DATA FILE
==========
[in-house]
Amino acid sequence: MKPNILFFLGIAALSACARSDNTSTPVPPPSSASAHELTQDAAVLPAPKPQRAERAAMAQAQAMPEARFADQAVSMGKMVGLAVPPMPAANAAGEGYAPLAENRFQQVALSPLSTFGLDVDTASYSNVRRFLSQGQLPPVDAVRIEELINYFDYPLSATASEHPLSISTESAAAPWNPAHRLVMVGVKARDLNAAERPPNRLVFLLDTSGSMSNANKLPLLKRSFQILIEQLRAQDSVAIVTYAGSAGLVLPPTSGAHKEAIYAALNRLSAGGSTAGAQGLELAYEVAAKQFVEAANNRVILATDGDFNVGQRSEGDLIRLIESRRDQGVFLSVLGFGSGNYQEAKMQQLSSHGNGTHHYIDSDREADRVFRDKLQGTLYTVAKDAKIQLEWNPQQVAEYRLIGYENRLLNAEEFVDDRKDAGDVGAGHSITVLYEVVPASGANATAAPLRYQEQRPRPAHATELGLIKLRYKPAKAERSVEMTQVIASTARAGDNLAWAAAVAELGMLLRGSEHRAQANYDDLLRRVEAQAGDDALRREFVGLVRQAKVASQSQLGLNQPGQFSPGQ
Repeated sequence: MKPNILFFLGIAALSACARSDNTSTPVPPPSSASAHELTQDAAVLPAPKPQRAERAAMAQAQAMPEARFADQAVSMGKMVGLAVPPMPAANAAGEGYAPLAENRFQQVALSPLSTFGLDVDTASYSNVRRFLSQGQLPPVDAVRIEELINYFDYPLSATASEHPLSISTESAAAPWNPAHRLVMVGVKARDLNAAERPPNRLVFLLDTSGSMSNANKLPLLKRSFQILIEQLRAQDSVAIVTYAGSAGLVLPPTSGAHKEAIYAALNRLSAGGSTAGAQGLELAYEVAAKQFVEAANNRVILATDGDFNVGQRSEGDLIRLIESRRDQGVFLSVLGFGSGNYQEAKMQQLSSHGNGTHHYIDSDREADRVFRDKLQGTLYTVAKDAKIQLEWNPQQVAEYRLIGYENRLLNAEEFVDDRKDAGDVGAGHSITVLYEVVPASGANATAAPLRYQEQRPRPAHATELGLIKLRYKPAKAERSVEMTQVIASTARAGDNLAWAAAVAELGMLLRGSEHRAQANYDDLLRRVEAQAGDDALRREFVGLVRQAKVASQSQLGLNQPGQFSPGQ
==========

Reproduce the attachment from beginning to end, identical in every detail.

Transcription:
[in-house]
Amino acid sequence: MKPNILFFLGIAALSACARSDNTSTPVPPPSSASAHELTQDAAVLPAPKPQRAERAAMAQAQAMPEARFADQAVSMGKMVGLAVPPMPAANAAGEGYAPLAENRFQQVALSPLSTFGLDVDTASYSNVRRFLSQGQLPPVDAVRIEELINYFDYPLSATASEHPLSISTESAAAPWNPAHRLVMVGVKARDLNAAERPPNRLVFLLDTSGSMSNANKLPLLKRSFQILIEQLRAQDSVAIVTYAGSAGLVLPPTSGAHKEAIYAALNRLSAGGSTAGAQGLELAYEVAAKQFVEAANNRVILATDGDFNVGQRSEGDLIRLIESRRDQGVFLSVLGFGSGNYQEAKMQQLSSHGNGTHHYIDSDREADRVFRDKLQGTLYTVAKDAKIQLEWNPQQVAEYRLIGYENRLLNAEEFVDDRKDAGDVGAGHSITVLYEVVPASGANATAAPLRYQEQRPRPAHATELGLIKLRYKPAKAERSVEMTQVIASTARAGDNLAWAAAVAELGMLLRGSEHRAQANYDDLLRRVEAQAGDDALRREFVGLVRQAKVASQSQLGLNQPGQFSPGQ
Repeated sequence: MKPNILFFLGIAALSACARSDNTSTPVPPPSSASAHELTQDAAVLPAPKPQRAERAAMAQAQAMPEARFADQAVSMGKMVGLAVPPMPAANAAGEGYAPLAENRFQQVALSPLSTFGLDVDTASYSNVRRFLSQGQLPPVDAVRIEELINYFDYPLSATASEHPLSISTESAAAPWNPAHRLVMVGVKARDLNAAERPPNRLVFLLDTSGSMSNANKLPLLKRSFQILIEQLRAQDSVAIVTYAGSAGLVLPPTSGAHKEAIYAALNRLSAGGSTAGAQGLELAYEVAAKQFVEAANNRVILATDGDFNVGQRSEGDLIRLIESRRDQGVFLSVLGFGSGNYQEAKMQQLSSHGNGTHHYIDSDREADRVFRDKLQGTLYTVAKDAKIQLEWNPQQVAEYRLIGYENRLLNAEEFVDDRKDAGDVGAGHSITVLYEVVPASGANATAAPLRYQEQRPRPAHATELGLIKLRYKPAKAERSVEMTQVIASTARAGDNLAWAAAVAELGMLLRGSEHRAQANYDDLLRRVEAQAGDDALRREFVGLVRQAKVASQSQLGLNQPGQFSPGQ